Videopixie allows clients to post a job and provide some details about the job and their brand (a lot these jobs are for Kickstarter videos). Videopixie then invites 20 registered users to bid on that job. The client can then open up a dialogue with one or more creatives they may be interested in working with and this is where the free work begins. You'll most likely be asked to submit a concept or treatment for the video and it would be wise to first have a conversation with the client to better understand their brand, their goals, their values, and exactly what they need in a video. Just because you put a lot of effort and time into writing a treatment does not mean you'll be selected.

Creatives who do well on Videopixie have solid portfolios and experience taking an idea from concept to completion. They also have a solid team to work with and most likely a good amount of equipment to work with. You'll definitely need to be strongly creative in concepts and be able to communicate that well on paper.

I've been lucky to find some very cool clients through Videopixie including HelloFresh who I did work for earlier this year.

MY OVERALL RATING (4.5 OUT OF 5 STARS) -  This is a good platform with some clients who have good mid-range budgets to work with ($5g - $25g). My only complaint is that you are asked to bid a dollar amount before you can really establish a good understanding of what you are being asked to make.

3. STUDIONOW

Studionow is a very similar platform to Smartshoot, but has some advantages for creatives. You'll be creating videos for Yellow Pages, Yelp, and iMatrix and your shooting format will be very similar to that of Smartshoot. You'll have a limited amount of time to shoot (90-120 minutes) and you're edit will be due within 48 hours of your shoot.

Studionow doesn't have a marketplace where you can claim jobs - instead, you'll receive a call from a Studionow producer who will book you on a job. The negative to this system is that you'll need to get in the good graces of a producer who likes your work and wants to book you frequently. The positives of this system is that the producer does all the leg work with the client to ensure that the shoot you get booked on is going to happen and the client is going to be prepared. Studionow rates are also slightly better than Smartshoot.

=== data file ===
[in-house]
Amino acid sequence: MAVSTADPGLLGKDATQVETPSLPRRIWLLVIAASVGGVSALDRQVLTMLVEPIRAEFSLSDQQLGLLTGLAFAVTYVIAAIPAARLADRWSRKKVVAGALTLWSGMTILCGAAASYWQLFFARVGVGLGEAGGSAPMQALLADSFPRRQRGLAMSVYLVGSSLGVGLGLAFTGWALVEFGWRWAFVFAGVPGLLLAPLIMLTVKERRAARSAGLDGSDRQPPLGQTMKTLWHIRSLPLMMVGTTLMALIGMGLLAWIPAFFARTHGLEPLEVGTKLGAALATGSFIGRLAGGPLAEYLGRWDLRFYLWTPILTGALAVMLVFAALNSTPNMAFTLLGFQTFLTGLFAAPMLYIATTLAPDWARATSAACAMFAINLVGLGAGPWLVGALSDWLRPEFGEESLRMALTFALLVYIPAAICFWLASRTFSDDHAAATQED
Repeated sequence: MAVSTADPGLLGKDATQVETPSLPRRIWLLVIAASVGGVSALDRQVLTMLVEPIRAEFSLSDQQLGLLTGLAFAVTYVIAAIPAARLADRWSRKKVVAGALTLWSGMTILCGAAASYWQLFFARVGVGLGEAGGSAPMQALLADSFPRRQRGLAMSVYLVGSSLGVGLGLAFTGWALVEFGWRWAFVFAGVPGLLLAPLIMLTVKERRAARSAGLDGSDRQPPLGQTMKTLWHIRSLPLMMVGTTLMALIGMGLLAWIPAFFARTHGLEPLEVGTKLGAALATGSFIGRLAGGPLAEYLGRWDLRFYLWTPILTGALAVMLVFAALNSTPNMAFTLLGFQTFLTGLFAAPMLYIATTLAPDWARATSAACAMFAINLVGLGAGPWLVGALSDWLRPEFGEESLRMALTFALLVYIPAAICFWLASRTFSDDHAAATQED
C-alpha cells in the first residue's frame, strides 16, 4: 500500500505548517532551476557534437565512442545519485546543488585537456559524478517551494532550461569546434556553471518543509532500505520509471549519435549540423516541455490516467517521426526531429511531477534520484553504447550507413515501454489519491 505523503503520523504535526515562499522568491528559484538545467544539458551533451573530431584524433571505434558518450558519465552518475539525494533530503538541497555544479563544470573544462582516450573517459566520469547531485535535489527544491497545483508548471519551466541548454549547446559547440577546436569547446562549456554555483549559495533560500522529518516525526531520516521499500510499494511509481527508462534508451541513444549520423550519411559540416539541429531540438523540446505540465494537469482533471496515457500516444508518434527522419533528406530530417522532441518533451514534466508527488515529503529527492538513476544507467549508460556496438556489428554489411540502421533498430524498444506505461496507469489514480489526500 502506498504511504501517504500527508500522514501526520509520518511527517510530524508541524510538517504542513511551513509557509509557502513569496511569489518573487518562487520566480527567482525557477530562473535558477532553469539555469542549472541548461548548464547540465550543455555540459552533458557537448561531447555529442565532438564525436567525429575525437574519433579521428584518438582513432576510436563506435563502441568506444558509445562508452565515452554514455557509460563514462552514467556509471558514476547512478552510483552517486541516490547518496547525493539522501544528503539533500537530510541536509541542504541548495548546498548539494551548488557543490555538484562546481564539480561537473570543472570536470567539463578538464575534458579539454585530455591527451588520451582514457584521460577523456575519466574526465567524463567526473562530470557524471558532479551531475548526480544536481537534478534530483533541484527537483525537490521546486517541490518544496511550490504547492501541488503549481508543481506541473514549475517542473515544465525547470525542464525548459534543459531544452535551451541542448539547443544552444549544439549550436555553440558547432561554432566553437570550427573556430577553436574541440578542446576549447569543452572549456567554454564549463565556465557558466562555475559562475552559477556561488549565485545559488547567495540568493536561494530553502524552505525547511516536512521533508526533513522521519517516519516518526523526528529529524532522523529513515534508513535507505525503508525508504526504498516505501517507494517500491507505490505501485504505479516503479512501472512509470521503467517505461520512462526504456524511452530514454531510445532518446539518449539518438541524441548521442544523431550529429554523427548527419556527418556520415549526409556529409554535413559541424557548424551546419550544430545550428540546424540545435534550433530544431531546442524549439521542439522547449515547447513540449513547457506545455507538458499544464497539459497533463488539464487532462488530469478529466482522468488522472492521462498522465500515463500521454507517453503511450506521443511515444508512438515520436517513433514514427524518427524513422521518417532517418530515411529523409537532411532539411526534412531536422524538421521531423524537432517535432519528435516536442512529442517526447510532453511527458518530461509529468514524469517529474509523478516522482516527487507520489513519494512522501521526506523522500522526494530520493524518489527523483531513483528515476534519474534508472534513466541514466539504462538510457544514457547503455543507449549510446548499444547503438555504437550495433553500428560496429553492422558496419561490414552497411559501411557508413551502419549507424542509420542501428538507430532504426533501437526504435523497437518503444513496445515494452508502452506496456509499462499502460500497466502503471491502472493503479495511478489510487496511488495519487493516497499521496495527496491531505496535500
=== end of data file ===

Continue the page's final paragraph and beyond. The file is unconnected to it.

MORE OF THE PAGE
MY OVERALL RATING (4 OUT OF 5 STARS) - If you don't live in a big city you may not see much work through Studionow so don't expect this to be anything more than a once or twice a month gig. Studionow has another tier of shoots which pay better and I've been lucky to be hired for some of this work including a nice paying gig for Dolly Parton's Imagination Library.

4. MEDIA DISTRIBUTION SOLUTIONS

Media Distribution Solutions offers creatives a few different types of shoots. They sell their service to the end user in bundles so you'll be asked to do work on shoots that last between 2-4 hours where you'll once again be conducting some interviews, testimonials, and shooting a lot of b-roll for a series of videos.

I've done a few shoots for them and in general their rate is $100/hr and the shoots have all been within a 30-60 minute distance from where I am located. 

There is no marketplace - you'll be contacted by email or phone by a producer who will ask for your availability and then book you to a shoot.

You'll have 24 hours to then upload all your footage through an FTP site which worked well enough.

MY OVERALL RATING (3.5 OUT OF 5 STARS) - The jury is still out on this one but so far this platform seems pretty good. 

There are tons of other places to look find work like Mandy, Production Beast, and Media Match. Know any others? Share them in the comments below and good luck!

 

Sean TracyComment